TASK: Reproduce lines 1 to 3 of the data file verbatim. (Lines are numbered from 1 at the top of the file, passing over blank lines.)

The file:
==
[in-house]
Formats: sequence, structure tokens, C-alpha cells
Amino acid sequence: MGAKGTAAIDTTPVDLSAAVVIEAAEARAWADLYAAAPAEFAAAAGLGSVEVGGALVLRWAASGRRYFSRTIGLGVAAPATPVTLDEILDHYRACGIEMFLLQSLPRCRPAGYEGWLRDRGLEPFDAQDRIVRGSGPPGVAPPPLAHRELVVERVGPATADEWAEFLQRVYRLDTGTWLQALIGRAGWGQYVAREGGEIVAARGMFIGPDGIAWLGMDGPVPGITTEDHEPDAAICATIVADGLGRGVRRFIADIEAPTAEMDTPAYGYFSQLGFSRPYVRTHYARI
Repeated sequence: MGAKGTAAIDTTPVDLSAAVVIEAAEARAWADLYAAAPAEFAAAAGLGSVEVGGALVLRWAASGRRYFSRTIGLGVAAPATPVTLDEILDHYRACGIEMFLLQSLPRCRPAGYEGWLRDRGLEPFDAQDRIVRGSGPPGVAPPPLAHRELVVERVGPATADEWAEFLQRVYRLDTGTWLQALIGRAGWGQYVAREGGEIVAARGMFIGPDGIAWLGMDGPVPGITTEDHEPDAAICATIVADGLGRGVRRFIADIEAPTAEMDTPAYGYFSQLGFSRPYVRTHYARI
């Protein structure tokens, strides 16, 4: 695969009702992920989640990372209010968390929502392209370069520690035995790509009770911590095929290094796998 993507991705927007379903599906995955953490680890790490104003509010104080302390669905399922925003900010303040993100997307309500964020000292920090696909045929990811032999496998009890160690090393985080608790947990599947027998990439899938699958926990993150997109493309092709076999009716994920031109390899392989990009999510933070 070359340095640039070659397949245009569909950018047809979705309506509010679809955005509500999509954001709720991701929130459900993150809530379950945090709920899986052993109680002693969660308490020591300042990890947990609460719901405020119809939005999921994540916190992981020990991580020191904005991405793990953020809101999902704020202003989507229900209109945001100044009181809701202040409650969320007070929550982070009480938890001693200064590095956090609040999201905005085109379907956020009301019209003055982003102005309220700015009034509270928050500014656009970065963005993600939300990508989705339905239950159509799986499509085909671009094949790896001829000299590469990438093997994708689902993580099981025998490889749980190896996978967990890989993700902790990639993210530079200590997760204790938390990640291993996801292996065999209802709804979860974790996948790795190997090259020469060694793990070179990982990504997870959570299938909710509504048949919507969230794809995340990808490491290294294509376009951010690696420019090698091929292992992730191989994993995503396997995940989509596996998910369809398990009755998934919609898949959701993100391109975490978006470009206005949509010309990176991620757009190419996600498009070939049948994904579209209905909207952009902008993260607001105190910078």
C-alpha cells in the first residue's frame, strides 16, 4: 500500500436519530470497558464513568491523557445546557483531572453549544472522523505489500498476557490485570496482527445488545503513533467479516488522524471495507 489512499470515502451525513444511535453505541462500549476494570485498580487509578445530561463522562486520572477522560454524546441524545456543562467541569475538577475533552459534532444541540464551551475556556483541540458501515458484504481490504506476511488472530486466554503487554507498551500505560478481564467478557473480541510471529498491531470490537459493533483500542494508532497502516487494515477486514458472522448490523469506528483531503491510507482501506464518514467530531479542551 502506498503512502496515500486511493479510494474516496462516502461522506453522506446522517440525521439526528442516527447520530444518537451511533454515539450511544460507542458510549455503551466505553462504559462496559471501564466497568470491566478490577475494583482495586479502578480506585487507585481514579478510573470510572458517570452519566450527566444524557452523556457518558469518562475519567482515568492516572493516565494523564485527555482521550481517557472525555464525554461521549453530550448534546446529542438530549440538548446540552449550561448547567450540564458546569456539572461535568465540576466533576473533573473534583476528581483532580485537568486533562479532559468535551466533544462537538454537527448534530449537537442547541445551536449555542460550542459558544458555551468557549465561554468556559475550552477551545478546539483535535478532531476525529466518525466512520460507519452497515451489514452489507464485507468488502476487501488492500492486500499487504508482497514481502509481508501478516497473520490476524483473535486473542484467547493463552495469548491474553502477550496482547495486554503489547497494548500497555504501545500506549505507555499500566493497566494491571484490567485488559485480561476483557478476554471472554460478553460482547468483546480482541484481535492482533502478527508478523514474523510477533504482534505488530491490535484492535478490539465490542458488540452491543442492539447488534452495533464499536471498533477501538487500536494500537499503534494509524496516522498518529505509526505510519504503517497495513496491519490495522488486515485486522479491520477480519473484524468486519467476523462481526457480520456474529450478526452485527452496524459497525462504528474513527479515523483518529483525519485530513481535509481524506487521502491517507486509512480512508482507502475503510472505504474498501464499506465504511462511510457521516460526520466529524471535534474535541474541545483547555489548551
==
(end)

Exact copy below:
[in-house]
Formats: sequence, structure tokens, C-alpha cells
Amino acid sequence: MGAKGTAAIDTTPVDLSAAVVIEAAEARAWADLYAAAPAEFAAAAGLGSVEVGGALVLRWAASGRRYFSRTIGLGVAAPATPVTLDEILDHYRACGIEMFLLQSLPRCRPAGYEGWLRDRGLEPFDAQDRIVRGSGPPGVAPPPLAHRELVVERVGPATADEWAEFLQRVYRLDTGTWLQALIGRAGWGQYVAREGGEIVAARGMFIGPDGIAWLGMDGPVPGITTEDHEPDAAICATIVADGLGRGVRRFIADIEAPTAEMDTPAYGYFSQLGFSRPYVRTHYARI